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You had enough!
Your site wasn’t bringing in any business and you decided to fix the problem, once and for all.
You did a detailed search for a company that could build a new website for your company. You committed the money and time to the project. You even took time out of your schedule to get personally involved with the project.
The project took 4 months to get done. That was 6 months ago and you’re not seeing any improvements in new business coming from this new site. Ugh!
Cheer up boopy, all may not be lost.
Your bright and shiny new website may look great but if the user’s experience with your new site isn’t good, that could easily be the reason that you’re not seeing the increases in business that you had hoped for.
The user experience (UX) of your website is more important than it ever has been in the past. UX impacts conversions, bounce rates, and even your SEO rankings.
This is going to be a little confusing, at first but stick with me. Your website’s UX and its user interface (UI) are 2 separate but interconnected things. UI is all about the interface, or the design, of your website. UX is the entire experience that the user has on your site.
Think about like this. The UI is like the dashboard of your car. It gives you all of the information that you need when you’re driving. The UX of your car is the experience that you have while driving. The seats, the dashboard, the steering wheel, these are all part of the experience.
Now you’re probably asking yourself why you should pay any more attention to this blog post. You’ve got a million things to do.
What if I told you focusing on the UX of your site would
As you can see UX will impact your ability to realize add-on purchase, increase customer retention, and improve word-of-mouth recommendations from your customers.
Ok, now the question turns to how. How do you improve your UX.
Don Norman (UX expert) had this to say about how to improve the UX of a website. “The first requirement for an exemplary user experience is to meet the exact needs of the customer, without fuss or bother. Next, comes simplicity and elegance that produce products that are a joy to own, a joy to use.”
At the heart of UX is the user.
Because every user coming to your site is unique, you have to tailor your site in a way that they enjoy the experience.
On the surface, this may seem like an insurmountable task. However, if you consider the customers that you service now or the customers that you want to serve, you’ll find that there are specific types of people that fit into a smaller number of customer profiles. These smaller “segments” are who you want to cater to.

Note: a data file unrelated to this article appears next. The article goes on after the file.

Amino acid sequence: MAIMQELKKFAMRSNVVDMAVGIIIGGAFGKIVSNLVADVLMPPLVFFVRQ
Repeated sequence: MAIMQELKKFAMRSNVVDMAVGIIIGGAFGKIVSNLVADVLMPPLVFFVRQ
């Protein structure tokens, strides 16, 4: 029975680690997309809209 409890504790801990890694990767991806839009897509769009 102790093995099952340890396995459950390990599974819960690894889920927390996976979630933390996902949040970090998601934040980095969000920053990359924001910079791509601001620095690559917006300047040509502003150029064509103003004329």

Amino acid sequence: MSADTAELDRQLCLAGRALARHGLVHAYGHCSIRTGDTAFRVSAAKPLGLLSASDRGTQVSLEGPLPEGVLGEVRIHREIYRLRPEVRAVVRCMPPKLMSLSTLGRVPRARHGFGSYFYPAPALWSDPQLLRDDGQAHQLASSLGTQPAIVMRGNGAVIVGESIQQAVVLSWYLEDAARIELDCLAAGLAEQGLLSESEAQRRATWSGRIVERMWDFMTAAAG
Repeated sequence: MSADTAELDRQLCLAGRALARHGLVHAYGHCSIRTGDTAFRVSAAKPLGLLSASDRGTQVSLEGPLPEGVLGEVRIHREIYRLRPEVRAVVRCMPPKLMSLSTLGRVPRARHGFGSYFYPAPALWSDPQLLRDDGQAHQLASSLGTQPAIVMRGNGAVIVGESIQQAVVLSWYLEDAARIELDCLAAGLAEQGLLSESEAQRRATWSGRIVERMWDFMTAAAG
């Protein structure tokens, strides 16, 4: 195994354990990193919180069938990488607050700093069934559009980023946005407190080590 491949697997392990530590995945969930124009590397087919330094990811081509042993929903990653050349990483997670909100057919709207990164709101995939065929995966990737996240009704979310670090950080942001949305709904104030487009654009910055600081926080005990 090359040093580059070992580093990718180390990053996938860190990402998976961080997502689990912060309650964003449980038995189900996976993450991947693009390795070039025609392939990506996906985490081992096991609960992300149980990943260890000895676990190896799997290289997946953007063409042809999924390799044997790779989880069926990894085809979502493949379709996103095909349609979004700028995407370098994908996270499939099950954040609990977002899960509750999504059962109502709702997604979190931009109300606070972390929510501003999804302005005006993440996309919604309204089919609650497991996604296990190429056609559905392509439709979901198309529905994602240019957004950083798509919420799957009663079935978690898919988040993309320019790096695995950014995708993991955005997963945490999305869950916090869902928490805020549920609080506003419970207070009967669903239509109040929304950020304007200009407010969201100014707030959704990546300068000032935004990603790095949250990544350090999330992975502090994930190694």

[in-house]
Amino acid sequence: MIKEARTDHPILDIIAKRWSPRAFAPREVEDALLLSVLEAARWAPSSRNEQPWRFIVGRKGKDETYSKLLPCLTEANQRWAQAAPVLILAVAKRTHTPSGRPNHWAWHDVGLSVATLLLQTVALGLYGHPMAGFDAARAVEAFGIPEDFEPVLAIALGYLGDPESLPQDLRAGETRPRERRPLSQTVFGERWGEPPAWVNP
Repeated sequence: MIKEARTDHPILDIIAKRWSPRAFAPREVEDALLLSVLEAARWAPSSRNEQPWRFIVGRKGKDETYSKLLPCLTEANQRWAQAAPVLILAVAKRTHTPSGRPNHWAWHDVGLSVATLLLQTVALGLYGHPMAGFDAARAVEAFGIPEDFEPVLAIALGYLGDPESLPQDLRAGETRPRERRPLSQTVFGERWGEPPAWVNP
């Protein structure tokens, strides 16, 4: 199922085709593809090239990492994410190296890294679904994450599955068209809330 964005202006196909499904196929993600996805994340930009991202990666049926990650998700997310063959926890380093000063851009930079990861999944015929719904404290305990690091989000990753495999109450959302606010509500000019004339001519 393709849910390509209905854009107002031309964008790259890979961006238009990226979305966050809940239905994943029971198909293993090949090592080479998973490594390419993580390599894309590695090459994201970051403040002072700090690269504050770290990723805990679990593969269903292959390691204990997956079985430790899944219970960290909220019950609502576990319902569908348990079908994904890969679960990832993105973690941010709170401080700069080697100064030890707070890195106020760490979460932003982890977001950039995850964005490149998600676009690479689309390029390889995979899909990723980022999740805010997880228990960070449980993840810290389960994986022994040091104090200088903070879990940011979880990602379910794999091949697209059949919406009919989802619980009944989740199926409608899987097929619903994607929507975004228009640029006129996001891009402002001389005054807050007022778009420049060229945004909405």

Peter Morville uses a honeycomb diagram to explain UX. His honeycomb has 7 key points for a successful UX plan.
Be useful. Is your website useful to the people that you’ve identified are people that you want to attract to your site?
Does the content on your site answer the questions that they came to your site to get answered?
Remember that at every stage of their buying process, your users have different questions. Make sure that you are providing answers to their questions during their entire buying process.
Is your site easy-to-use? This is where your UI (or design) will come into play.
Does your navigation labels make sense to your users or do they make more sense to you and your company?
Will your site’s visitors be able to completely understand where to go to get the information that they are looking for?
Are all of your links working? Here’s a really handy tool that you can use to test your entire site for broken links.
It’s important to recognize that the tasks that your visitors are trying to accomplish are wrapped in emotions. They like something or they don’t.
Are your site, your brand, and your products/services being presented in a method that the user will find them desirable?
This is at the heart of any website. If the users to your site can’t find what they are looking for, then you might as well just take your site down.
It’s difficult, but put yourself in the shoes of your user and then go through your site, as they would. Set up a couple different scenarios of how your users would use your site and then go through those scenarios like they would. Will you find what you’re looking for, easily?
Remember, not all of your users will have the same abilities. Could a visitor to your site, who has difficulty seeing, get the information that they are looking for?
Here are a number of different accessibility checkers. Just pick the one that you want to check your site for, enter your URL and the tools will give you the results.
This one is huge. Does your website represent your company in a manner that lets the user know that you are a credible business?
Do you have any badges or certification information about your business that will help your users realize that you know what you’re doing?
If your site visitors can’t come to the conclusion that your business is credible, quickly, they will leave.
Is your site providing value for your site’s visitors and your business? If you’re not getting more business from your site, then it’s probably not providing value to either you or your visitors.
Ok, I’ve just laid out a number of questions for you to think about in terms of your site’s UX. But, you’re probably wondering where you can get the answers to these questions.
Unfortunately, there is no easy answer to that. It’s actually more of a process that you develop on a continuous basis that improves your site based on feedback from your users.
Here’s some ideas for where to start getting the answers that you need.
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